WASHINGTON DC —
U.S. First Lady Michelle Obama has arrived in Japan for a three-day visit meant to highlight her global women's education initiative.
Obama landed late Wednesday in the capital, Tokyo. On Thursday, she will hold separate meetings with Prime Minister Shinzo Abe and his wife, Akie. She also plans to meet with the emperor and empress of Japan before heading to the tourist hotspot, Kyoto, on Friday.
The first lady was unable to accompany President Barack Obama on his trip to Japan last year. This trip is widely seen as making up for that absence.
A White House statement said Michelle Obama will announce a partnership between the U.S. and Japan on the Let Girls Learn initiative, which aims to help educate the 62 million girls globally who do not attend school.
On Friday, she will head to Cambodia, which is one of 11 countries initially included in the initiative. It is the first time that a sitting U.S. first lady has visited the Southeast Asian country.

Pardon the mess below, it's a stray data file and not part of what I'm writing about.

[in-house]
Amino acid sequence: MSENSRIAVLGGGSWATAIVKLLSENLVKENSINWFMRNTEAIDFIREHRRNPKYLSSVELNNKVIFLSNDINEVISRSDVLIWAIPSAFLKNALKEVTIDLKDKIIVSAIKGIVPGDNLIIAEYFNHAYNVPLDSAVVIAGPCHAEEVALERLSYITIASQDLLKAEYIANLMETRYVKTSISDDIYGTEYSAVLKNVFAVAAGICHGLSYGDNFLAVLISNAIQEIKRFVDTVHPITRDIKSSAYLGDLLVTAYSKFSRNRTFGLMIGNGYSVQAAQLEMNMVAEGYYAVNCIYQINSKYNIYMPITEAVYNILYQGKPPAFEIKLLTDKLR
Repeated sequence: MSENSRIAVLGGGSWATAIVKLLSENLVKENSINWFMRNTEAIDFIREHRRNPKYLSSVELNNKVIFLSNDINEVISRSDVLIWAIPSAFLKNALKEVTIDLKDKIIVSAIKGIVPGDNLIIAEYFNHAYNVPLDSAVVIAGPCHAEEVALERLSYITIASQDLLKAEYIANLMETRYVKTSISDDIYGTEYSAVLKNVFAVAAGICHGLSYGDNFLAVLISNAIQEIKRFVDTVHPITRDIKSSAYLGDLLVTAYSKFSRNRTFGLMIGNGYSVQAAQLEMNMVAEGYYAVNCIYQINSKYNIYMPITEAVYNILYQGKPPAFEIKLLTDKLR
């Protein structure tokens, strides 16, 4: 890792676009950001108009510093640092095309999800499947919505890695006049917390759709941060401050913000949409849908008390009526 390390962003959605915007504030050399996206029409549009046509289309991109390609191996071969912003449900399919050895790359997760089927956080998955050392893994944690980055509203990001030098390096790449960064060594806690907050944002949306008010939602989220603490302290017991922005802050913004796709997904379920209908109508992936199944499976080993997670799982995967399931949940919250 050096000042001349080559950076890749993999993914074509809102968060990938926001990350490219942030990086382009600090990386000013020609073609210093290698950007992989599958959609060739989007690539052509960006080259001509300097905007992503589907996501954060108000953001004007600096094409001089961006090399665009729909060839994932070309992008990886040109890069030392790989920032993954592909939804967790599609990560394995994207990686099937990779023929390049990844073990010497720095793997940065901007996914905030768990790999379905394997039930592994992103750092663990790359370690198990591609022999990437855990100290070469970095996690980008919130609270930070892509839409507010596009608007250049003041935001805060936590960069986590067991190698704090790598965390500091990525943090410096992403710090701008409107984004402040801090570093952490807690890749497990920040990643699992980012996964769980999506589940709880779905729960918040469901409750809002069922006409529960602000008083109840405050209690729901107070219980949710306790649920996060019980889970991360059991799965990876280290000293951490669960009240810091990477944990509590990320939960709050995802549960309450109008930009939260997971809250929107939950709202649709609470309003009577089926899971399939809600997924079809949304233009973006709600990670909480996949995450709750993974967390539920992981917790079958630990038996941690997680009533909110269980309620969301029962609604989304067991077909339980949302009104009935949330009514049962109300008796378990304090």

Peace Corps volunteers
In Cambodia, Michelle Obama will meet Bun Rany, the Cambodian first lady. She will also meet meet volunteers with the U.S. Peace Corps program, which will play a key role in helping expand access for schooling for girls.
Cambodia's government is led by Prime Minister Hun Sen, who has a reputation for ruthlessness and little tolerance for dissent. The country also has child prostitution and human trafficking problems.
Evan Medeiros, senior director for Asian affairs at the National Security Council, told reporters that while in Cambodia, Michelle Obama plans to discuss the need for open and inclusive politics and highlight basic values and principles that are important to the U.S.
In an opinion piece this week in The Wall Street Journal, Michelle Obama said 62 million girls not in school represents a "tragic waste of human potential."
"It is also a serious public-health challenge, a drag on national economies and global prosperity, and a threat to the security of countries around the world, including our own," she said.
Her arrival coincides with a speech made by former U.S. President Bill Clinton at a Tokyo university Wednesday afternoon alongside U.S. ambassador to Japan Caroline Kennedy and Abe as they attended a symposium on the legacy of assassinated President John F. Kennedy.
Some information for this report came from AP and AFP.